I'd agree with everything… except your example of a wrong-defaults command.While, sure, I'll often do find -print0 | xargs -0 I'll just as frequently be piping a file into xargs, or viewing find's output on-screen. If you want things to Just Work, I fear many other common Unix utilities would have to be re-vamped to work on files with entries delimited by nulls rather than newlines — things like less, sed, etc.Either that, or make xargs line-oriented by default and prohibit newlines in filenames.Realistically, I think the best one could hope for, rather than it just working, is an easier way to spell that. My preference would be a -xargs option to find.
I'm not really sure you're contradicting me – where did I say that if you constantly had to specify the 'work properly' option to find, something was necessarily wrong with find?
Well, a command where one always ends up some specific optionis, I agree, a command that should have better defaults. But both find and xargs, I sometimes use with those options, sometimes without. So I'm not sure what you feel should be improved about the situation, or how.The reductio ad absurdam would be for the shell to have just one command: dwim (-8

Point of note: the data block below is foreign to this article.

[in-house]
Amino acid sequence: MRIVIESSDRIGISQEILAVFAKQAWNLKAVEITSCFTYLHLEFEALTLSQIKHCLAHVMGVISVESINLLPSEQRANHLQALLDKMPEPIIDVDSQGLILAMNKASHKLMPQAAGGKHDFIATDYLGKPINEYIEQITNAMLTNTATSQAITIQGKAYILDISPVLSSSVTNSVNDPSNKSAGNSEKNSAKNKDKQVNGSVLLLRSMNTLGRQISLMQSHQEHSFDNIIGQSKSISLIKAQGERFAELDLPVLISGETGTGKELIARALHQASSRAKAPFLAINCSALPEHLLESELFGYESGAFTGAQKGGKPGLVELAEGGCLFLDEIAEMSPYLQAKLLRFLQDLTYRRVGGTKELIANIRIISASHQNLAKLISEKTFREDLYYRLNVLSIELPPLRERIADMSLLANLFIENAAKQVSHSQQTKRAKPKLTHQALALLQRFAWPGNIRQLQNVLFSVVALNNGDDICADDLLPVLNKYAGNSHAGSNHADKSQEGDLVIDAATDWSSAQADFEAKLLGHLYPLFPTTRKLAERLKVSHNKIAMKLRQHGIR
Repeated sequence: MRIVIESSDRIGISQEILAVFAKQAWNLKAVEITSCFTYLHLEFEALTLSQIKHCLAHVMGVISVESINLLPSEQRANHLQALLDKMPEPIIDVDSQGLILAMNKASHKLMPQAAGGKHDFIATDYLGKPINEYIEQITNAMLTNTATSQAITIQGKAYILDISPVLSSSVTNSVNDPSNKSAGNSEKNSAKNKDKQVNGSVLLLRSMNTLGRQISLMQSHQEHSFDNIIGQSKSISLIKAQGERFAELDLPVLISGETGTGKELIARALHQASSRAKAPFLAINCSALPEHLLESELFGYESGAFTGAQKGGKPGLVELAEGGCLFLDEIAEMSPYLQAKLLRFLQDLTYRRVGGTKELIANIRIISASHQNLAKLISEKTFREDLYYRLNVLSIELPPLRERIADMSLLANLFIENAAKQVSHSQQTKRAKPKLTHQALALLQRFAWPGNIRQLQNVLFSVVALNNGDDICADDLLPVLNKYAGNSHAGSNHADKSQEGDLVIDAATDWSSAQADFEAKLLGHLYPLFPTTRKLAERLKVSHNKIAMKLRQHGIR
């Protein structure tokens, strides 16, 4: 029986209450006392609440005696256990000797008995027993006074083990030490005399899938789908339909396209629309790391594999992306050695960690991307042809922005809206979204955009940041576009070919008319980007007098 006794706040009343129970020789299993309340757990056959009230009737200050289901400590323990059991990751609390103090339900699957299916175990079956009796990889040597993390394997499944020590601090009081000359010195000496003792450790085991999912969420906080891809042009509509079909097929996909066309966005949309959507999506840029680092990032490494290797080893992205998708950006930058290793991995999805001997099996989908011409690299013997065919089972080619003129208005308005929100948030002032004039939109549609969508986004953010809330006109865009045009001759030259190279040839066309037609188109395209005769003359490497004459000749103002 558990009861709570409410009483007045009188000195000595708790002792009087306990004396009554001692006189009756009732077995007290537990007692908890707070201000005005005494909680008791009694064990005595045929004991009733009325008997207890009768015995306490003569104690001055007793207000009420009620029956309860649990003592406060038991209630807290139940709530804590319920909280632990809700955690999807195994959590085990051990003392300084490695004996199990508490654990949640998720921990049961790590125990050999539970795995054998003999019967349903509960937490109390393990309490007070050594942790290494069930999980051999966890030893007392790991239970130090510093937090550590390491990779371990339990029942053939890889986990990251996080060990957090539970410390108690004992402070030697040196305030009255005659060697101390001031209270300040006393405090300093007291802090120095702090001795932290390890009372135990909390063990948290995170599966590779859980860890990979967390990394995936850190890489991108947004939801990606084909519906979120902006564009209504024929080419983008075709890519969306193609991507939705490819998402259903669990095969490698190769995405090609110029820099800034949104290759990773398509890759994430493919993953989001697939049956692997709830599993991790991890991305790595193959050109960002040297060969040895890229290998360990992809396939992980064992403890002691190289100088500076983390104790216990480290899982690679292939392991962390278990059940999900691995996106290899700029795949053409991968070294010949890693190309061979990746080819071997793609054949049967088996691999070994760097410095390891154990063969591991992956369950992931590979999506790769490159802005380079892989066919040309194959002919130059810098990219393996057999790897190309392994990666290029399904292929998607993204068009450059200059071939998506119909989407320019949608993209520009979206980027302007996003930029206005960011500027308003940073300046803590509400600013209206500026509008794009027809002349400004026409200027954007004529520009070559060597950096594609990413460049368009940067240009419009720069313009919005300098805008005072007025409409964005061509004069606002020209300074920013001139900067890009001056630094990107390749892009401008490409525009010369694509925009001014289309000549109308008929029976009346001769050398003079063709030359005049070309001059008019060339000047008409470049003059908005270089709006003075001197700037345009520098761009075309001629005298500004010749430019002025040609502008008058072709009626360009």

Well, I haven't exactly worked out all the details either, as I'm sure you know perfectly well.But it seems to me that it ought not to be beyond the wit of humankind to devise a system whereby the list of filenames output by find does not need to be explicitly specified every single time as being in one or another particular serialised representation, when that selection could in principle be automatically inferred by knowing the consumer of the data. Programming languages, for example, have a range of perfectly good mechanisms whereby you can return one type and also provide a default conversion to one or more other types for clients who would have preferred those, and then you don't have to write the conversions out longhand at every call site.
If there's a movement to have Unix commands output some form of structured data instead of a raw octet stream that is in many cases assumed to be textual, I just bet people would choose either MIME or XML.I think I'd rather keep typing -print0 and -0 than take the risk!